A woman once viciously labeled the "world's ugliest woman" debuted a powerful anti-bullying documentary at the annual South by Southwest Film Festival in Austin, Texas, over the weekend.
Lizzie Velasquez, who's an author and motivational speaker, premiered "A Brave Heart: The Lizzie Velasquez Story," on Saturday, which chronicles her inspiring journey from bullying victim to anti-bullying advocate. The 26 year old suffers from a rare congenital disease that prevents her from gaining weight, and although the syndrome led to her being bullied throughout her youth, she now calls it a "blessing" because she's able to help others.
"I know what it is to be bullied and what is to be bullied online, and I want to be the protector of those who think it won't get better," Velasquez said, according to The Independent UK. "Instead of just taking shelter of my tears, I chose to be happy and realize this syndrome is not a problem but a blessing that allows me to improve myself and inspire other people."
At 5 feet 2 inches tall, Velasquez weighs 58 pounds and is blind in one eye. Medical experts say that her condition may be a form of neonatal progeroid syndrome.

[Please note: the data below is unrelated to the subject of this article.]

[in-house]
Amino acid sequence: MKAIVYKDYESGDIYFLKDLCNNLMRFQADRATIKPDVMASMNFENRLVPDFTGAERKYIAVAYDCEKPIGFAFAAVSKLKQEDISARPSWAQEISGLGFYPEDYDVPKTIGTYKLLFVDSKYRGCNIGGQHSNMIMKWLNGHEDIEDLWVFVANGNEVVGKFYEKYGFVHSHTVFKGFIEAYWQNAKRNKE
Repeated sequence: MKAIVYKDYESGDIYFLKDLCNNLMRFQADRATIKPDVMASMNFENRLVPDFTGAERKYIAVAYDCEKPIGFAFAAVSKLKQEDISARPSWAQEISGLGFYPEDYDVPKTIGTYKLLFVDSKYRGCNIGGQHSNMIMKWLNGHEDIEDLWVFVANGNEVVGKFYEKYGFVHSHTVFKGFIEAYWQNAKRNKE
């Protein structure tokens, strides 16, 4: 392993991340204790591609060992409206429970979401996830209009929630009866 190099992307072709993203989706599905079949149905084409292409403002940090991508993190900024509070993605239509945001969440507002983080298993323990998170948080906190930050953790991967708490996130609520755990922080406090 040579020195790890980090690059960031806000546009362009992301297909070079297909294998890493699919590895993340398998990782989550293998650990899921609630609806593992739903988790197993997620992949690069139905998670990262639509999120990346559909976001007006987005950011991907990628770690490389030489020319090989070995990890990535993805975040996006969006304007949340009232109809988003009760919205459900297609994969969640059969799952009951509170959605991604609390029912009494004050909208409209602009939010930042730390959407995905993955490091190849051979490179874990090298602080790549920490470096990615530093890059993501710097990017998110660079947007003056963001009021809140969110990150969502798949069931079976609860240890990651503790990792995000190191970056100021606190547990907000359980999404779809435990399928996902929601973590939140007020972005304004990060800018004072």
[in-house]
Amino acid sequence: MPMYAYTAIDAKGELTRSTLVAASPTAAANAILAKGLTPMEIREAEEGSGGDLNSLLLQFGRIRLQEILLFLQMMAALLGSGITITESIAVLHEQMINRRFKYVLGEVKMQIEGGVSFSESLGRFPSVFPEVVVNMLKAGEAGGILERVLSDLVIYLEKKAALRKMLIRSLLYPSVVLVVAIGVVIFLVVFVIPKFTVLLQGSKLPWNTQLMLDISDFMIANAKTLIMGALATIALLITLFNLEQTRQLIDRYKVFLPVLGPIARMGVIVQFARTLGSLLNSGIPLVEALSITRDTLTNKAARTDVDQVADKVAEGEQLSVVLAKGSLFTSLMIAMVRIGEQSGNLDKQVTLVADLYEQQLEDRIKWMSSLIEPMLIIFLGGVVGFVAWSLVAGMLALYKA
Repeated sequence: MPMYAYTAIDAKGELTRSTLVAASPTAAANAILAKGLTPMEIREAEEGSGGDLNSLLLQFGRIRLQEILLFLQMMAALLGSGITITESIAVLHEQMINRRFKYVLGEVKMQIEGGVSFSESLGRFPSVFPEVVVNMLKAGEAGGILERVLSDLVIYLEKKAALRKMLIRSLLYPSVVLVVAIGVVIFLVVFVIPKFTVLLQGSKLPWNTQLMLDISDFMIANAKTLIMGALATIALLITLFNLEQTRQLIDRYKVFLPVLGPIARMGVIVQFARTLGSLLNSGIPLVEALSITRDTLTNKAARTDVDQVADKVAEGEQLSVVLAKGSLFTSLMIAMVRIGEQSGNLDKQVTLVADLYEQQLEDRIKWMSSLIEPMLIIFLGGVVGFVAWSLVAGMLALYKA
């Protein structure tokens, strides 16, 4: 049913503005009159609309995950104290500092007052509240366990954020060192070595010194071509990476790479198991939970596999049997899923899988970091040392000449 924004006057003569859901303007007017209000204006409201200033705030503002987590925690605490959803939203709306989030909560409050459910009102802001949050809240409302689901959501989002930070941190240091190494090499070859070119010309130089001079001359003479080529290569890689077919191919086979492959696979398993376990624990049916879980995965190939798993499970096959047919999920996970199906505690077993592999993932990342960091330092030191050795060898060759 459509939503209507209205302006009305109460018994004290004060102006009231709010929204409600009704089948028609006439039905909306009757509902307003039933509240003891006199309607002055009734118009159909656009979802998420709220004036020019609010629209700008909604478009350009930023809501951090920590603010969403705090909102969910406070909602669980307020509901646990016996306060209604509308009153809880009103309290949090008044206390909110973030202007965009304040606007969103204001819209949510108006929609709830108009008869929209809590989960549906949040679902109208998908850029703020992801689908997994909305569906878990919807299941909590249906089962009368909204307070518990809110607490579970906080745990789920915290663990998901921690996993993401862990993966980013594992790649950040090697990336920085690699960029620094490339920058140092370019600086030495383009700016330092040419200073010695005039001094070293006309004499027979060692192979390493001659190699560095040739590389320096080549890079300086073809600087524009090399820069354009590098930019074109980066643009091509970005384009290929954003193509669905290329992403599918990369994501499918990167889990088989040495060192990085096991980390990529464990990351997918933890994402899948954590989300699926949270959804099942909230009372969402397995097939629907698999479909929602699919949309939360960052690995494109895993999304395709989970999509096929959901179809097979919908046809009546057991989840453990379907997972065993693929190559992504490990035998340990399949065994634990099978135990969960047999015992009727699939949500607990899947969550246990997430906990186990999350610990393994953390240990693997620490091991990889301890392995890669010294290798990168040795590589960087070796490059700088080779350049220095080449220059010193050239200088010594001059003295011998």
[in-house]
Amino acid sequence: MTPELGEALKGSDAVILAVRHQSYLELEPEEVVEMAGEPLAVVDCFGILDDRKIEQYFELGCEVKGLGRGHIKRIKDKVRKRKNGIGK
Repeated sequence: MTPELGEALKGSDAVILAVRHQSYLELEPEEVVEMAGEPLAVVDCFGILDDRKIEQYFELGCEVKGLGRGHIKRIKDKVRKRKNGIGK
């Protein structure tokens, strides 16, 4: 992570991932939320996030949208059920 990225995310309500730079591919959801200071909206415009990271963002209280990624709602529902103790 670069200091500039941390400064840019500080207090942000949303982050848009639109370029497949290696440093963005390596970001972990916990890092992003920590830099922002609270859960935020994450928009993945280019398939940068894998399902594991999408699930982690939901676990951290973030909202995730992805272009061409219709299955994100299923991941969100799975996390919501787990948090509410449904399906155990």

At age 17, the Austin native, who is one of only three people on Earth born with the syndrome, was left shattered and broken after searching for music on social networking site YouTube. To her horror, she came across a mean-spirited video of herself entitled "The World's Ugliest Woman" that had 4 million views and hateful and cruel comments.
"I don't even know why I clicked on it, but I did and that's when I lost it," she recalled. "Calling me a monster or asking why my parents didn't abort me ... how in the world can I forgive the people who told me to kill myself?"
In 2013, Velasquez made international headlines when she gave an uplifting TED Talk after launching an anti-bullying campaign. A YouTube video of the speech has been viewed by millions around the world and it inspired her new documentary.
"We all have difficulties in life, but nothing compared to what she has been through. Her positive attitude elevates the spirit of any person in the world," said Sara Bordo, a first-time director working with Velasquez on the film project.
Velasquez, who's in the process of lobbying for the first federal anti-bullying bill in the United States, was raised in the Catholic church and credits her faith for the ability to overcome life's struggles.
"It's been my rock through everything; just having the time to be alone and pray and talk to God and know that He's there for me," she said. "Even when it seems like things will never get better in the darkest times, if you have faith and continue to push yourself, you can eventually get through anything."
Watch the trailer here: